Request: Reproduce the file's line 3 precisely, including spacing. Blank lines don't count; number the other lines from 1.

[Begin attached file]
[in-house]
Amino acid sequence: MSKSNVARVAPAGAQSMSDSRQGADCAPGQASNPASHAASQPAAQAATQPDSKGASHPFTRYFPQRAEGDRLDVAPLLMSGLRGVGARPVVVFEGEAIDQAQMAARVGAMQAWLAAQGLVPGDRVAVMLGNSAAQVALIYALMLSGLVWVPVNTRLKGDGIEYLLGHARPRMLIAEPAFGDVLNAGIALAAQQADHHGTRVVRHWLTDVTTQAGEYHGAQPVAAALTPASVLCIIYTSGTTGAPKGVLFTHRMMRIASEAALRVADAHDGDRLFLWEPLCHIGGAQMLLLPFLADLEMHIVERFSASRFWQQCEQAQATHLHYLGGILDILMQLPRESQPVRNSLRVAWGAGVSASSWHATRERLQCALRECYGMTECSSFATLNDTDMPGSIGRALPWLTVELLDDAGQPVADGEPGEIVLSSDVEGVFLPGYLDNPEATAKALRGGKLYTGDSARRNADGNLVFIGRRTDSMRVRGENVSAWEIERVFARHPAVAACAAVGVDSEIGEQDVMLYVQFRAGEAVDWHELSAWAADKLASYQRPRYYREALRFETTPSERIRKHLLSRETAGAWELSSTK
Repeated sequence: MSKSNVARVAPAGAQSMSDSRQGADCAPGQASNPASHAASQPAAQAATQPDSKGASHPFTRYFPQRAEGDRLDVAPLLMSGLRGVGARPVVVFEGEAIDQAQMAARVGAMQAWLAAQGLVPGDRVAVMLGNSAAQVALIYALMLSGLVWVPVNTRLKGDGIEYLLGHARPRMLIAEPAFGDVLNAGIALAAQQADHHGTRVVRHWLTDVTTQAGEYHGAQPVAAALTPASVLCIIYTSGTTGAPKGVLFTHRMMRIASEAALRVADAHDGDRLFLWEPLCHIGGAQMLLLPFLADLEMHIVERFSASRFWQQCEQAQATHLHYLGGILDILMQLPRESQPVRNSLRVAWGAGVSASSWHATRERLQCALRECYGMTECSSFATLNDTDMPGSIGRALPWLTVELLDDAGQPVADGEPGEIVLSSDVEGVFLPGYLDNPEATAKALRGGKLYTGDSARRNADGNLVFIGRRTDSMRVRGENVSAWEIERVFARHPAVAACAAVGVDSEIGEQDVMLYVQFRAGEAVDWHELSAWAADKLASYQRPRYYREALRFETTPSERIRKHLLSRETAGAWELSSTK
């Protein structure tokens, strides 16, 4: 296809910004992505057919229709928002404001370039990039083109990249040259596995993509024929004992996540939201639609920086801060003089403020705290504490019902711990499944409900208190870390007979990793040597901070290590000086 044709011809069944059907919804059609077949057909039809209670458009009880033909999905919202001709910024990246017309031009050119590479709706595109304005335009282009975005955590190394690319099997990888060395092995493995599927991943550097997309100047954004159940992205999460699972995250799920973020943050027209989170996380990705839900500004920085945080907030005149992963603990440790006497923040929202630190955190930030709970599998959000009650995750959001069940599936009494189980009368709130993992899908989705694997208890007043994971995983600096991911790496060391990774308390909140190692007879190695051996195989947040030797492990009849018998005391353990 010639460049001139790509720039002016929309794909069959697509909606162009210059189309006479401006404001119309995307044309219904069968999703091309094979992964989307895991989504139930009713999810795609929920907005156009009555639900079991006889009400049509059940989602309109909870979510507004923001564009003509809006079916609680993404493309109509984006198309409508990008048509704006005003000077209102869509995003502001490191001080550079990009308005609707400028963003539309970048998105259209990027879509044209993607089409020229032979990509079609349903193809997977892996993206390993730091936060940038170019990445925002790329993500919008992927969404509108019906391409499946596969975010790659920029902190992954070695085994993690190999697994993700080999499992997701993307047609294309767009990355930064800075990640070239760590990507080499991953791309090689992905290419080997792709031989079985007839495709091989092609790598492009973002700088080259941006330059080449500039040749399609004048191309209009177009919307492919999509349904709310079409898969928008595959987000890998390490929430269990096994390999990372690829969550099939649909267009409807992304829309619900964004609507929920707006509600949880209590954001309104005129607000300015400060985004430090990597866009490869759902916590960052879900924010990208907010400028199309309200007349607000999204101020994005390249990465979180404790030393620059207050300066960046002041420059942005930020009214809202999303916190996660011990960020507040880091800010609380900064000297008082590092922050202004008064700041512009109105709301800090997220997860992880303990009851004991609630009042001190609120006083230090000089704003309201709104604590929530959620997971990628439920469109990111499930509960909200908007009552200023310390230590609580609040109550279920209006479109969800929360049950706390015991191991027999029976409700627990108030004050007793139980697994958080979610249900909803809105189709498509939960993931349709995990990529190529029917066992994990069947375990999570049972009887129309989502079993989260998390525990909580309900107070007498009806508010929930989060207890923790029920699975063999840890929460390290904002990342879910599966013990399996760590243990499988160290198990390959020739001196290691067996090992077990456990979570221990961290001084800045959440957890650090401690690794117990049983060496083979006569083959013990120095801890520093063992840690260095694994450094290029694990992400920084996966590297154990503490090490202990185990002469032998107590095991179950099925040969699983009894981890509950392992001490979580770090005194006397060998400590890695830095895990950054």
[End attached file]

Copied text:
Repeated sequence: MSKSNVARVAPAGAQSMSDSRQGADCAPGQASNPASHAASQPAAQAATQPDSKGASHPFTRYFPQRAEGDRLDVAPLLMSGLRGVGARPVVVFEGEAIDQAQMAARVGAMQAWLAAQGLVPGDRVAVMLGNSAAQVALIYALMLSGLVWVPVNTRLKGDGIEYLLGHARPRMLIAEPAFGDVLNAGIALAAQQADHHGTRVVRHWLTDVTTQAGEYHGAQPVAAALTPASVLCIIYTSGTTGAPKGVLFTHRMMRIASEAALRVADAHDGDRLFLWEPLCHIGGAQMLLLPFLADLEMHIVERFSASRFWQQCEQAQATHLHYLGGILDILMQLPRESQPVRNSLRVAWGAGVSASSWHATRERLQCALRECYGMTECSSFATLNDTDMPGSIGRALPWLTVELLDDAGQPVADGEPGEIVLSSDVEGVFLPGYLDNPEATAKALRGGKLYTGDSARRNADGNLVFIGRRTDSMRVRGENVSAWEIERVFARHPAVAACAAVGVDSEIGEQDVMLYVQFRAGEAVDWHELSAWAADKLASYQRPRYYREALRFETTPSERIRKHLLSRETAGAWELSSTK